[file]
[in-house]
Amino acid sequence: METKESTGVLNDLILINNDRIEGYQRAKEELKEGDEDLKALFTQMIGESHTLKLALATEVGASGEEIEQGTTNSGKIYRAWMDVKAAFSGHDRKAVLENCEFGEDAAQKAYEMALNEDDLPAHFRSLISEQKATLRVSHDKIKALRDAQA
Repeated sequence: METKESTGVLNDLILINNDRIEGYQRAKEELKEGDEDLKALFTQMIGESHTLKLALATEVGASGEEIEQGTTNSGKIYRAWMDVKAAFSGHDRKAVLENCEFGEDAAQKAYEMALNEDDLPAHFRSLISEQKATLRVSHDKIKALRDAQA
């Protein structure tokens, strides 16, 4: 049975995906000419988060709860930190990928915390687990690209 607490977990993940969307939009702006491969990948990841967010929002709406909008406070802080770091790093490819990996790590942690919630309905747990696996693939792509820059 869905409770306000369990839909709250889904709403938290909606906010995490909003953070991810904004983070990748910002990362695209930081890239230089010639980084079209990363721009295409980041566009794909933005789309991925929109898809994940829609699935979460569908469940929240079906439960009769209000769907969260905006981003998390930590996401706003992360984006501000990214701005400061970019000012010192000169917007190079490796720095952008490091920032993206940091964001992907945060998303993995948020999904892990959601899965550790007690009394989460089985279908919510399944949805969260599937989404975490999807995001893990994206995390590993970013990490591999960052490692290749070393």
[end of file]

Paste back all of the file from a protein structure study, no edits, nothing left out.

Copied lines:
[in-house]
Amino acid sequence: METKESTGVLNDLILINNDRIEGYQRAKEELKEGDEDLKALFTQMIGESHTLKLALATEVGASGEEIEQGTTNSGKIYRAWMDVKAAFSGHDRKAVLENCEFGEDAAQKAYEMALNEDDLPAHFRSLISEQKATLRVSHDKIKALRDAQA
Repeated sequence: METKESTGVLNDLILINNDRIEGYQRAKEELKEGDEDLKALFTQMIGESHTLKLALATEVGASGEEIEQGTTNSGKIYRAWMDVKAAFSGHDRKAVLENCEFGEDAAQKAYEMALNEDDLPAHFRSLISEQKATLRVSHDKIKALRDAQA
């Protein structure tokens, strides 16, 4: 049975995906000419988060709860930190990928915390687990690209 607490977990993940969307939009702006491969990948990841967010929002709406909008406070802080770091790093490819990996790590942690919630309905747990696996693939792509820059 869905409770306000369990839909709250889904709403938290909606906010995490909003953070991810904004983070990748910002990362695209930081890239230089010639980084079209990363721009295409980041566009794909933005789309991925929109898809994940829609699935979460569908469940929240079906439960009769209000769907969260905006981003998390930590996401706003992360984006501000990214701005400061970019000012010192000169917007190079490796720095952008490091920032993206940091964001992907945060998303993995948020999904892990959601899965550790007690009394989460089985279908919510399944949805969260599937989404975490999807995001893990994206995390590993970013990490591999960052490692290749070393």